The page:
Why the Latest Must-Have Phones Can’t Connect to the Internet

During a recent appearance on The Tonight Show, Louis C.K. announced he’s sworn off that bastion of anger and emojis at all of our fingertips: the Internet.

“I hate this feeling that I’ve got this thing in my hand all the time and it’s a bit of an addiction,” he said. “It’s not good. Everything on it is mean and weird and upsetting.”

He’s not wrong. Smartphone addiction is real — enough that it’s got a clinical name. Nomophobia, the fear of being without a connected device, affects about 65 per cent of Canadians, according to a study. Evidently, many of us have a nearly umbilical attachment to our phones — we sleep beside them, use them on the can, and check them like a nervous tick. Psychologists fear this may be making us all a little mean and weird. Upsetting indeed.

“Technology should be servicing us, not driving our emotional or physical movements.”

Of course, C.K.’s sermon from the couch is nothing new; he’s one of a growing movement of smartphone refuseniks perturbed by technology’s parasitic creep into our lives. As iPhones and Androids keep getting smarter, a boutique market is emerging for phones that are (intentionally) a few cards short of a deck. Call them dumb phones. They’re capable only of rudimentary texting and calling, but are generally way prettier than your old flip. The Jasper Morrison-designed MP 01 (above, $295), by Swiss company Punkt, has an angular, black body and round, mechanical buttons — no touchscreen — that make a pleasing click when pressed. Even more satisfying: no selfies or Siri or insufferable statuses.

“It’s about being in the moment,” says Punkt founder Petter Neby. “We’re never present where we actually are anymore — not with ourselves or the people in our lives. Technology should be servicing us, not driving our emotional or physical movements.”

Neby’s among several Luddite-lite visionaries (which, yes, may be contradictory) seeking to set boundaries between our personal and professional lives. Somewhat counter-intuitively, he’s realized breaking the spell in our gizmo-dependent era requires more technology. Punkt’s roster boasts intentionally nonintrusive devices — from a landline phone to an alarm clock — all exhibiting a function-first, 20th-century minimalist aesthetic. Ironically, the iPhone boasts a similarly industrial design, but leads to a bottomless abyss of memes and despair.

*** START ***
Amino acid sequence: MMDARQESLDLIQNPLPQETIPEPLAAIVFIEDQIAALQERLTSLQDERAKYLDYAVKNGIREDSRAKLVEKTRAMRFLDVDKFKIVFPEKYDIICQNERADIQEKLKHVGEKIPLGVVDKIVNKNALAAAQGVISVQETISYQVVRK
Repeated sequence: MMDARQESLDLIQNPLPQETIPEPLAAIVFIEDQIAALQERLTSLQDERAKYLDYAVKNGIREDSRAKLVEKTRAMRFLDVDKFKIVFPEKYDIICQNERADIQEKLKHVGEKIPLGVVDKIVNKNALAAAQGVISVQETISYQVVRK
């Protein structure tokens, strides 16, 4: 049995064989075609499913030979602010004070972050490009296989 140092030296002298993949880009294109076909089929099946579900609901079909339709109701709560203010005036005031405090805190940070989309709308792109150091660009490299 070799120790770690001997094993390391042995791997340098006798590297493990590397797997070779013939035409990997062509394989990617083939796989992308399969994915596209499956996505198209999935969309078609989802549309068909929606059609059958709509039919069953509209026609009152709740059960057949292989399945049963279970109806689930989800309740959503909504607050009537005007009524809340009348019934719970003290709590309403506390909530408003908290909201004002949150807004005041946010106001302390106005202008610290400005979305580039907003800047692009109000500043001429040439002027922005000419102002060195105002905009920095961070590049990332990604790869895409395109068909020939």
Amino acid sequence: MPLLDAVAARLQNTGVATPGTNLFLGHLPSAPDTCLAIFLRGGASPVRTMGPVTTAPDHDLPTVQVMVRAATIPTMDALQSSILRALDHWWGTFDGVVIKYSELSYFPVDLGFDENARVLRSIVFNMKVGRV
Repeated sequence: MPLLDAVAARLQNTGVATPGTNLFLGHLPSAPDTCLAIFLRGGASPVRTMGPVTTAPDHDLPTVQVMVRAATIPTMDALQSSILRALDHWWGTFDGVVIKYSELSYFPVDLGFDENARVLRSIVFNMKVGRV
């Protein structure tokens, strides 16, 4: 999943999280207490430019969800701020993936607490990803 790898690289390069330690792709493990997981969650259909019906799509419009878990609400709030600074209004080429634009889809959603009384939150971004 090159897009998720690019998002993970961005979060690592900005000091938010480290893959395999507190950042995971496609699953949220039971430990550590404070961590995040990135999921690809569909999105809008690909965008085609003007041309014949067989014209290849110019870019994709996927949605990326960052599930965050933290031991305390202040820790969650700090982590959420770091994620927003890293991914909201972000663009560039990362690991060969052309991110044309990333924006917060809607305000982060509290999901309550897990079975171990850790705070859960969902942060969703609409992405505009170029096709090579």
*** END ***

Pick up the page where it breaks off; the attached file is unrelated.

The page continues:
While you’re totally free to try ditching the information highway cold turkey, à la Louis, even Neby admits that might be a tad radical. He believes a healthy mix of dumb and smart tech is the way to reclaim our ever-disconnected lives. Perhaps he’s onto something: lately, the likes of Samsung and Nokia have been quietly rolling out their own minimalist phones. Apparently, not even tech giants want to live in a world full of sociopathic assholes.


Simply Beautiful

Three other dumb phones that will stop you from going and making things so complicated.

Light Phone

Meant to be a secondary device, this credit card-sized cell connects to your smartphone. It makes calls, tells time, and does nothing more.

$100, thelightphone.com

Nokia 515

Boasts a sandblasted aluminum body, no Internet connectivity, and a 33-day battery life. Go ahead. Forget to charge it.

$230, nokia.com 

Samsung E1270 


The quintessential flip hone. It’ll probably fall out of your pocket at some point. Not that you’ll care.

$25, samsung.com